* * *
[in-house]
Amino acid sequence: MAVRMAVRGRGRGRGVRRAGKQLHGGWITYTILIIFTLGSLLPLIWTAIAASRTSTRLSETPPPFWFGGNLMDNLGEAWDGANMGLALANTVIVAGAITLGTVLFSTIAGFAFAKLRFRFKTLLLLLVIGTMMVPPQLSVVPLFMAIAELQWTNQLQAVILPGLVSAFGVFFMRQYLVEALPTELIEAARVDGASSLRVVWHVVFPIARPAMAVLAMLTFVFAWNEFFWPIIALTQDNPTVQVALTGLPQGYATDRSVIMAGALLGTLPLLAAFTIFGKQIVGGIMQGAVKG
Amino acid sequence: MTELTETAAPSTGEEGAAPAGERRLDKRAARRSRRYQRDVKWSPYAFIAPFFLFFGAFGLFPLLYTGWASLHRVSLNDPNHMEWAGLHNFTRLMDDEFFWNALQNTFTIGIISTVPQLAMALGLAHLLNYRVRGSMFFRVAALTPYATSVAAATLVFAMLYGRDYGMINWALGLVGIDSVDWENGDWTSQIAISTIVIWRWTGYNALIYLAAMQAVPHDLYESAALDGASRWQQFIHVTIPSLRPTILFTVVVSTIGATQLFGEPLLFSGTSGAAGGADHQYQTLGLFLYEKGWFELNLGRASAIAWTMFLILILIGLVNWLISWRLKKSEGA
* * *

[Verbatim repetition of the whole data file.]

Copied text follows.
[in-house]
Amino acid sequence: MAVRMAVRGRGRGRGVRRAGKQLHGGWITYTILIIFTLGSLLPLIWTAIAASRTSTRLSETPPPFWFGGNLMDNLGEAWDGANMGLALANTVIVAGAITLGTVLFSTIAGFAFAKLRFRFKTLLLLLVIGTMMVPPQLSVVPLFMAIAELQWTNQLQAVILPGLVSAFGVFFMRQYLVEALPTELIEAARVDGASSLRVVWHVVFPIARPAMAVLAMLTFVFAWNEFFWPIIALTQDNPTVQVALTGLPQGYATDRSVIMAGALLGTLPLLAAFTIFGKQIVGGIMQGAVKG
Amino acid sequence: MTELTETAAPSTGEEGAAPAGERRLDKRAARRSRRYQRDVKWSPYAFIAPFFLFFGAFGLFPLLYTGWASLHRVSLNDPNHMEWAGLHNFTRLMDDEFFWNALQNTFTIGIISTVPQLAMALGLAHLLNYRVRGSMFFRVAALTPYATSVAAATLVFAMLYGRDYGMINWALGLVGIDSVDWENGDWTSQIAISTIVIWRWTGYNALIYLAAMQAVPHDLYESAALDGASRWQQFIHVTIPSLRPTILFTVVVSTIGATQLFGEPLLFSGTSGAAGGADHQYQTLGLFLYEKGWFELNLGRASAIAWTMFLILILIGLVNWLISWRLKKSEGA